Be glad you can’t escape from French red tape
A SUNNY, very latesummer evening at last and I spend it combing the local bars and hotels looking for my clients. I don’t know where they were staying but I am determined to root them out. We’re an aggressive lot, us estate agents.
Mid-afternoon we had all gathered at the notaire’s office to sign the completion papers. No sooner had we sat down than the notaire said that he still hadn’t received a final but vital piece of paperwork and we should reconvene the following day.
Mrs Housebuyer flipped. This was the third time the signatures had been delayed. She screamed at the notaire, told him, among other things, that he could stuff the sale, she was pulling out of the deal and going home to Britain.
I did that annoying translator’s thing of rendering a torrent of excitable abuse as “Madame is very upset”, but I think the notaire had got the drift anyway.
She left. Mr Housebuyer followed in her slipstream.
The notaire looked rather startled. In fact, notaires often look startled when confronted with feisty UK buyers, particularly buyers who are upset. Addressed as maître rather than monsieur, the French notaire still enjoys the sort of respect once reserved for the village doctor in Britain.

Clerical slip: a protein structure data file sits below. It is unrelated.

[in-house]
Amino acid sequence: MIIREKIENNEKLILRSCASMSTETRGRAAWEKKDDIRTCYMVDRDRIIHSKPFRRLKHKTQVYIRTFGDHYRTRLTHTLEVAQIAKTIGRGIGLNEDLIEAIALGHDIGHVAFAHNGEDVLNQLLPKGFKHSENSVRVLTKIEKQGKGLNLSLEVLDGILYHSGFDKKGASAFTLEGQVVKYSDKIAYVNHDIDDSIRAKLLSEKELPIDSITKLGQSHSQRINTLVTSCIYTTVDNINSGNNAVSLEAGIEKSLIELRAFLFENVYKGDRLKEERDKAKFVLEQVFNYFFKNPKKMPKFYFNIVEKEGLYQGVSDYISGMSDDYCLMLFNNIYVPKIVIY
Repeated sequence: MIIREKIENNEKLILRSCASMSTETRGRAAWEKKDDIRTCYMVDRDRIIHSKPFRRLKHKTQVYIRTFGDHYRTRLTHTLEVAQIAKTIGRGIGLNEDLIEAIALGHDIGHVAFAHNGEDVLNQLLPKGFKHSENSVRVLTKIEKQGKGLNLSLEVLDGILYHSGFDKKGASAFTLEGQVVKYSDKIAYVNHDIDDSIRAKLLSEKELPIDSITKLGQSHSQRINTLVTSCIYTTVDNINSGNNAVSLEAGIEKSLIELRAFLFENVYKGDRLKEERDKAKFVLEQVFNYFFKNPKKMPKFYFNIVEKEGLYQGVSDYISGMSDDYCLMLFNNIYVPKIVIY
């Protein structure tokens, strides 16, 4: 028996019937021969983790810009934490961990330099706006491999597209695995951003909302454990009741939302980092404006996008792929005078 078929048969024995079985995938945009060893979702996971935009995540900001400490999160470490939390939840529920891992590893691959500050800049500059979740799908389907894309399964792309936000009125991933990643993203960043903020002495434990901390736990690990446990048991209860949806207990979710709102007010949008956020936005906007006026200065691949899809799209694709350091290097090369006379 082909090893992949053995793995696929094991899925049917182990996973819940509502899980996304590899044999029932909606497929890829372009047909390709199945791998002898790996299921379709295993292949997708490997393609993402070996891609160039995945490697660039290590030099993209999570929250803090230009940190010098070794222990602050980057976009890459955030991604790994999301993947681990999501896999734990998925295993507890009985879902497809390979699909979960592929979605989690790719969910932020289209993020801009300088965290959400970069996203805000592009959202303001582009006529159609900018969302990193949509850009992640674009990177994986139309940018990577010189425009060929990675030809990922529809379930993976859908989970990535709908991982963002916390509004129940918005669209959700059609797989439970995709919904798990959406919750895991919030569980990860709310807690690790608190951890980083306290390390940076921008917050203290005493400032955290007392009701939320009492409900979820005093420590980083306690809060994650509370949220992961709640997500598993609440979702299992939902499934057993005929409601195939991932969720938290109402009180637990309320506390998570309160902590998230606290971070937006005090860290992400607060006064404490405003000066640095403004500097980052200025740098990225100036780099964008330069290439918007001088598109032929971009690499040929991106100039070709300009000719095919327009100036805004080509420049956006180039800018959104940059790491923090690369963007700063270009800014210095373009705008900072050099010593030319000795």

They set the dates for house sales and rarely give a choice or, indeed, much warning (regardless of ferries that have to be booked and days off work negotiated). The correct response to any ineptitude by the notaire is a smile and a shrug, not a slammed fist and grand exit.
He did not, however, look unduly perturbed by Madame’s disappearance. He knew and I knew (and he knew I knew) that the couple were committed to buying and couldn’t pull out of the deal, however badly they were messed around. That’s why, having failed to catch up with them outside the office, I was trying to track them down to their hotel. I didn’t want them to fly home only to have to come back out yet again.
Once you have signed your compromis and had your seven-day cooling-off period, you have to go ahead with the sale unless one of the contingency clauses is unfulfilled. You can include get-out clauses (a clause suspensive) into your compromis so that the sale is dependent on, say, getting planning permission for the barn or, more commonly, getting a mortgage. But if these are all fulfilled, it’s not just a matter of go ahead or lose your 10 per cent deposit — which would allow you to make the grand gesture of walking out and losing money — but you can actually be forced to go ahead anyway. Of course, the plus side of the binding nature of the compromis is that the seller can’t pull out either, so you can’t get gazumped.
I finally locate my buyers calming their nerves with a couple of beers in the place centrale. Mrs Housebuyer doesn’t want to listen (I don’t blame her — that would be me in similar circumstances) but I explain the situation to Mr and pass on the stunning news that the notaire has managed to get a fax of the missing document and the sale is definitely on for 9am the following morning.
At the weekend I find them sitting over more beers — this time on the veranda of their new French house, looking out over the Normandy countryside. “Bliss,” beams Mrs Housebuyer. “So glad we couldn’t get out of it.”
Miranda Ingram is EditorRédactrice of Rendezvous: edi[email protected]dezvous.info